Tip #3: Make A Slurry
You can make a slurry with one to two tablespoons of cornstarch and two to three teaspoons of water. Before adding it to the gumbo, mix it well to remove the lumps. Stir the gumbo as you pour the slurry in, and then let the dish simmer to incorporate the thickener. As the gumbo simmers, the sauce will thicken.
Instead of cornstarch, you could use arrowroot powder or another alternate flour base that works for your diet. Regular flour also makes a decent slurry if you don’t have premade roux; however, you will need to let the flour slurry cook into the gumbo well to prevent a raw flour or bitter taste. (Also works for thickening soups and stews in the crockpot!)
Tip #4: Add Instant Soup
Instant soup is another innovative way to thicken gumbo and works the same way as the slurry. Instead of cornstarch, you could use a couple of tablespoons of soup powder. A vegetable-flavored instant soup will be the best option to avoid changing the flavor of authentic gumbo.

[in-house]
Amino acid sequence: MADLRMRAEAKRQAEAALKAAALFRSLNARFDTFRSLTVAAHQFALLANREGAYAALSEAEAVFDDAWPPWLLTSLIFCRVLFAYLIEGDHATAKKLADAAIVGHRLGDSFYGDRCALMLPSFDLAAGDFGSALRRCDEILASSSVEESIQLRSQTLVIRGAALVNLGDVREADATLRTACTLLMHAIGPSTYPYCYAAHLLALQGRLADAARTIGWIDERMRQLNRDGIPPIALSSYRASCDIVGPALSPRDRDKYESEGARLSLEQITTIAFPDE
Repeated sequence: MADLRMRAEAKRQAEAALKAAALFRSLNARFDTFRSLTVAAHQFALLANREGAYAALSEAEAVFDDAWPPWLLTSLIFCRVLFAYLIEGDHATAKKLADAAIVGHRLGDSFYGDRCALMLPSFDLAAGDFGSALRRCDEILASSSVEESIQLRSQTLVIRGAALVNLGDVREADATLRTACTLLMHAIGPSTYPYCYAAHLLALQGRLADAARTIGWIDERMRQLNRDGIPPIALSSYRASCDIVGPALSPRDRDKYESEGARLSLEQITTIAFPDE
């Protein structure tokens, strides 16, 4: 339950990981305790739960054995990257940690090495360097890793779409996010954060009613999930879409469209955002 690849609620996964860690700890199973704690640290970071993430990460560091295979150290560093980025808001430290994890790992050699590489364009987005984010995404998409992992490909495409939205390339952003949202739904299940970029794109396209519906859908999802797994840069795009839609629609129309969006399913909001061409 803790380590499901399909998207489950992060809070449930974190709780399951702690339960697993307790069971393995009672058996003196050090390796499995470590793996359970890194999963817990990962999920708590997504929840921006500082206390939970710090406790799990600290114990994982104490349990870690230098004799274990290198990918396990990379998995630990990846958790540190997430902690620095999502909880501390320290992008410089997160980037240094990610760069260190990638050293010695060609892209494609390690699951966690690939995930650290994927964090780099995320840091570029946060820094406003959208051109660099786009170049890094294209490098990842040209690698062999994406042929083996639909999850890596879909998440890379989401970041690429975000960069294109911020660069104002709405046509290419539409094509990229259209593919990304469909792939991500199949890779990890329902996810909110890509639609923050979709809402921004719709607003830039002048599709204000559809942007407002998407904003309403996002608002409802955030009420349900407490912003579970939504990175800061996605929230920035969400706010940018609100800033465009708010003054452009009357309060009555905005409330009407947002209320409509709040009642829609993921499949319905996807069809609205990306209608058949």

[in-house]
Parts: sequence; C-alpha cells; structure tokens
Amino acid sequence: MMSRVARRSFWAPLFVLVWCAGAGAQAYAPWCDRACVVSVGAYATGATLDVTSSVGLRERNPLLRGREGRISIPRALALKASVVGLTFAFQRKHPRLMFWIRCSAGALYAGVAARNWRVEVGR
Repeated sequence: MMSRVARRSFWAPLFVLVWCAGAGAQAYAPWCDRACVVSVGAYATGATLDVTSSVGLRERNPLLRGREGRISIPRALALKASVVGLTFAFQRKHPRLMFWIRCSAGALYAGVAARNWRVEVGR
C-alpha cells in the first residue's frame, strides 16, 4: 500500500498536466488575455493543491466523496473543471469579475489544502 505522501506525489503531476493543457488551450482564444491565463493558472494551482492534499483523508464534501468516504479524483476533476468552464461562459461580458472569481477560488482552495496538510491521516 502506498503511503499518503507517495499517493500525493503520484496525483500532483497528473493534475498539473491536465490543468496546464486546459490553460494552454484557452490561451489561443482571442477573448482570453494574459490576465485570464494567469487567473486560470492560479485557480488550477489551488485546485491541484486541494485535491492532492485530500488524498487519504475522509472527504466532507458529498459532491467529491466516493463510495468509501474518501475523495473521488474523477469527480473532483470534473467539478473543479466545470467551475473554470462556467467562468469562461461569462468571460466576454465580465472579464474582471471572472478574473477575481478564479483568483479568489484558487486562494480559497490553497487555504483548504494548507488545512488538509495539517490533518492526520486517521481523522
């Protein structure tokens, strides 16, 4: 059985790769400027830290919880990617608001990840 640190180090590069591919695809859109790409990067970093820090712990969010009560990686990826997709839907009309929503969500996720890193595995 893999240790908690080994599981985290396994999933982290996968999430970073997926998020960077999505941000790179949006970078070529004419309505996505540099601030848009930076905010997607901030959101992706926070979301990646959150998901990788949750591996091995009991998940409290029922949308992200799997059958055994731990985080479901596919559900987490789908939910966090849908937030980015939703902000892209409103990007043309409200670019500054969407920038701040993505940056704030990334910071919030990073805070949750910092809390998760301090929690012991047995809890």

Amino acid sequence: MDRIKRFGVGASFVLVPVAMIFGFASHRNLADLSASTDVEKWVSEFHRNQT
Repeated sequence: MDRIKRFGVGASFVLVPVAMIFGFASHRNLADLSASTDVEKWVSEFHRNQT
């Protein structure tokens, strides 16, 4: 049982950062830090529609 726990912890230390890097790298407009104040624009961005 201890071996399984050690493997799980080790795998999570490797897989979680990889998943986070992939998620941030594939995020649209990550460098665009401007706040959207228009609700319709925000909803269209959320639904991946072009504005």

If you want to avoid lumps of raw soup powder getting into your mouth when enjoying your gumbo, ensure to whisk the soup powder with water until it is smooth before pouring it into the pot. The gumbo will thicken almost immediately, but I suggest letting it simmer for a few minutes on low heat to incorporate the flavors.
Tip #5: Add More Veggies